ABOARD A US MILITARY AIRCRAFT — Gen. Martin Dempsey says that once he determines the Islamic State militants in Iraq have become a direct threat to the U.S. homeland, he will recommend the U.S. military move directly against the group in Syria.
But the chairman of the Joint Chiefs of Staff said that right now, he still believes the insurgent group is still more a regional threat and is not plotting or planning attacks against either the U.S. or Europe.
Speaking on a military plane en route to Afghanistan on Sunday, Dempsey provided more detail into his thinking about the Islamic militants who stormed across Iraq, operating out of safe havens in Syria.
Dempsey did not rule out strikes for any other critical reasons, but listed a homeland threat as one of the key triggers for any military action in Syria.
So far, the Obama administration has restricted its military action against the militants to specific operations within Iraq, but concerns have increased as the Islamic State group extended its reach, taking control of a swath of land stretching from Syria across the border and deep into western and northern Iraq.
The group took over Iraq’s second-largest city, Mosul, in June, and has since declared an Islamic state, or caliphate, in territory under its control in Iraq and Syria.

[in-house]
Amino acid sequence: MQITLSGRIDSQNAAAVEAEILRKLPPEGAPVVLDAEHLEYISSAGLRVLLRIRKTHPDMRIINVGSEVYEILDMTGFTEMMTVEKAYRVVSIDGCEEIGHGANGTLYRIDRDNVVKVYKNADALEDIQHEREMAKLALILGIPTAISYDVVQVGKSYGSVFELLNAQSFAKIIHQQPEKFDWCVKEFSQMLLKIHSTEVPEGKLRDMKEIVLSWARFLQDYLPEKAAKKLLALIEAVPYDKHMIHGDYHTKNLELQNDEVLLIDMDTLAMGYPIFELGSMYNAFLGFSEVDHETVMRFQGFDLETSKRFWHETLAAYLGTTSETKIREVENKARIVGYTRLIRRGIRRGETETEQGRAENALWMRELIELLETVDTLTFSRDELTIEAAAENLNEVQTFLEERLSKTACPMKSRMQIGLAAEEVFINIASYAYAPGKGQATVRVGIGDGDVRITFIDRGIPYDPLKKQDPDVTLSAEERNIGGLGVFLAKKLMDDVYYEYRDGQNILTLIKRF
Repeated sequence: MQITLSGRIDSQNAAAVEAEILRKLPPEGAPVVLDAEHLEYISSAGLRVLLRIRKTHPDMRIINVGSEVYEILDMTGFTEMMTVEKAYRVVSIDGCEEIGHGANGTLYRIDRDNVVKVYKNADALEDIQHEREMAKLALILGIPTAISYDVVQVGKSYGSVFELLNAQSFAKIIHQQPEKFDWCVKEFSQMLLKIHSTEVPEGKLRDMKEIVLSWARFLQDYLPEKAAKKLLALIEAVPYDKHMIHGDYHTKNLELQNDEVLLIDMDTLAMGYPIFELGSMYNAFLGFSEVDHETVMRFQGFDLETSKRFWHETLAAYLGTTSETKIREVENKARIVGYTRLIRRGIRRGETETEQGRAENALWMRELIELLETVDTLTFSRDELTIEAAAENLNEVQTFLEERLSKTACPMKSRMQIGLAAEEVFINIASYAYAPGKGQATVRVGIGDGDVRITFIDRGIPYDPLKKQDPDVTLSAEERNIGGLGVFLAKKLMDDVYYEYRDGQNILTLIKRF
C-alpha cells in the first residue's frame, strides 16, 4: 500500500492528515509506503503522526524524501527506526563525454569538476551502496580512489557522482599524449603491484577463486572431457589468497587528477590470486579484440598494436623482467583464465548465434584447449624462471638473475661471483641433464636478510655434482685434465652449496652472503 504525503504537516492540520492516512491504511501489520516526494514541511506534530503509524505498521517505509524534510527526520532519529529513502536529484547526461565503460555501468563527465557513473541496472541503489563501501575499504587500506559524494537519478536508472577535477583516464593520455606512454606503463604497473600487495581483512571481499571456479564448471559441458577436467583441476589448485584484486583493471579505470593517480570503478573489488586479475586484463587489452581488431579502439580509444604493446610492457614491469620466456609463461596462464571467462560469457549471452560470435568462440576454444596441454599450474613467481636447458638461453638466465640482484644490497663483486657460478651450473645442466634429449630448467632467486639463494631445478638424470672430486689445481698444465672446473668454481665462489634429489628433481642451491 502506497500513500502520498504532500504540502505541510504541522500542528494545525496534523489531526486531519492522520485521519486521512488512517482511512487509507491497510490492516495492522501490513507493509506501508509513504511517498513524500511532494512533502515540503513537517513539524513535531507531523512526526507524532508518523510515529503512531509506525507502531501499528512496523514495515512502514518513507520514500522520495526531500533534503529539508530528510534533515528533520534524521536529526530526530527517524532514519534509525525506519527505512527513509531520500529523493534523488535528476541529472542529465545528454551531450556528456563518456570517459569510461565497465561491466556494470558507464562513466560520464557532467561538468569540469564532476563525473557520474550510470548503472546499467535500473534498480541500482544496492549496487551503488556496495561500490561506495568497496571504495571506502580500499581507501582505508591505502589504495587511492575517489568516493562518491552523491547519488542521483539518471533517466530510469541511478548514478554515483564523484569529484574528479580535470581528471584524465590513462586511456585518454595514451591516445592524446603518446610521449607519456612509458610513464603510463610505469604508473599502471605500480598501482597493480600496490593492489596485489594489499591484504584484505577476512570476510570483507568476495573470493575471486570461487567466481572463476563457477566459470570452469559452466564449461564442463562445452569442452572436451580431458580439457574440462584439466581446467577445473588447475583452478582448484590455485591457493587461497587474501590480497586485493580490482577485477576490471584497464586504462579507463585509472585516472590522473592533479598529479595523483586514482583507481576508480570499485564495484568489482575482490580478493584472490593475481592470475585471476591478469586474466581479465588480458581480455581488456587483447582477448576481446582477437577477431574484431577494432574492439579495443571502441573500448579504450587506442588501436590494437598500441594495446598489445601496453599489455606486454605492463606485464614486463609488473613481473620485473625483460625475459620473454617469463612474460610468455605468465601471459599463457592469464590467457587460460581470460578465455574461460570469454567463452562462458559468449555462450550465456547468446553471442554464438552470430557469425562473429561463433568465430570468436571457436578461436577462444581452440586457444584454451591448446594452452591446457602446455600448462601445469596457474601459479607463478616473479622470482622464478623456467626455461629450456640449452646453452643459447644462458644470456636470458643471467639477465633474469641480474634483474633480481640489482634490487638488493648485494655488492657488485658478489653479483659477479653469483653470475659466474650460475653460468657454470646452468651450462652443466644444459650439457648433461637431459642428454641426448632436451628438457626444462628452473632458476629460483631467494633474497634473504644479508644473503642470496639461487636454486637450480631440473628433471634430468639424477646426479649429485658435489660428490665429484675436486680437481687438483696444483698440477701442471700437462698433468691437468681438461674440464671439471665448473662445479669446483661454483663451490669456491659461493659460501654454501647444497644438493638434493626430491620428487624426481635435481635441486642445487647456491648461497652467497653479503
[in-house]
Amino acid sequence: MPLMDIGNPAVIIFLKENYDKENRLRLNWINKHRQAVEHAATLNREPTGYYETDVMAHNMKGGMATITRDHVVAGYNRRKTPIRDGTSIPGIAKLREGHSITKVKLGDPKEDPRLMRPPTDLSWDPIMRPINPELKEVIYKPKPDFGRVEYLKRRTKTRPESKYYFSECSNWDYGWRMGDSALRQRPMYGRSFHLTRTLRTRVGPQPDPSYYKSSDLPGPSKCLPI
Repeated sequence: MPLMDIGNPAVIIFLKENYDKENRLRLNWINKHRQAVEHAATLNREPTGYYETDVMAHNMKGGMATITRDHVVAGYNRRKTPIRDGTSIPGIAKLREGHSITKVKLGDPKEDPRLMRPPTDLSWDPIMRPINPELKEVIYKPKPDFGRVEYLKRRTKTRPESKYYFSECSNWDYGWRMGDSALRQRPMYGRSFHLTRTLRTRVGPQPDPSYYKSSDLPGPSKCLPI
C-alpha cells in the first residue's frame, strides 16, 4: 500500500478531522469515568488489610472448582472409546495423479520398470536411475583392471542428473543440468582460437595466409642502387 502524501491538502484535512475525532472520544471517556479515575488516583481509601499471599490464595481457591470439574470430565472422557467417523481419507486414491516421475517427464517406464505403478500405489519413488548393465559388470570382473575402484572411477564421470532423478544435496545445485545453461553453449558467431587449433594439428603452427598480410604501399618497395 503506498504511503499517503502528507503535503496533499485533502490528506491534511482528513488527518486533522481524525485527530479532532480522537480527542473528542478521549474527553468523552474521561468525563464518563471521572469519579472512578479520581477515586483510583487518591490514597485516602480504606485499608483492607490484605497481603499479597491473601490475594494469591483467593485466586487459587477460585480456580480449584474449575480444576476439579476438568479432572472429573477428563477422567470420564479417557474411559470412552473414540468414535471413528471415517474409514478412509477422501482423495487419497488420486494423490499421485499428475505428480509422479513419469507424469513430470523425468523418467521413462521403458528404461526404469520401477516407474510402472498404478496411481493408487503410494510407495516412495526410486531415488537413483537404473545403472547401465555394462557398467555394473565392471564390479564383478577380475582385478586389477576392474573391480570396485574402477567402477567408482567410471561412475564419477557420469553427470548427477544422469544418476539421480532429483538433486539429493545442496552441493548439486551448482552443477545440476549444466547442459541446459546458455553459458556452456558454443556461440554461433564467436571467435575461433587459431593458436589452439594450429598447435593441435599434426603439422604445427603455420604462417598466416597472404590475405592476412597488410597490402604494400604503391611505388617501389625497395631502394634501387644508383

Dempsey also told reporters traveling with him that he believes that key allies in the region — including Jordan, Turkey and Saudi Arabia — will join the U.S. in quashing the Islamic State group.
“I think ISIS has been so brutal, and has wrapped itself in a radical religious legitimacy that clearly threatens everybody I just mentioned, that I think they will be willing partners,” said Dempsey, expressing optimism for the first time that the Arab nations would join in the conflict. ISIS is an acronym for the Islamic State group.
At a Pentagon news conference Thursday, Dempsey said the surging Islamic State group has an “apocalyptic, end-of-days strategic vision” in the Middle East and cannot be defeated unless confronted head-on in Syria. “They can be contained, not in perpetuity,” he said at the time.
He contrasted the Islamic State group to the Yemen-based al-Qaida in the Arabian Peninsula, which has plotted and attempted attacks against the U.S. and Europe. As a result, the U.S. has conducted counterterrorism strikes against the group within Yemen.
Dempsey said that so far, there is no sign the Islamic State militants are engaged in “active plotting against the homeland, so it’s different than that which we see in Yemen.”
“I can tell you with great clarity and certainty that if that threat existed inside of Syria that it would certainly be my strong recommendation that we would deal with it,” said Dempsey. “I have every confidence that the president of the United States would deal with it.”
He added that those regional partners could come together and squeeze the Islamic State group “from multiple directions in order to initially disrupt and eventually defeat them. It has to happen with them, much less with us.”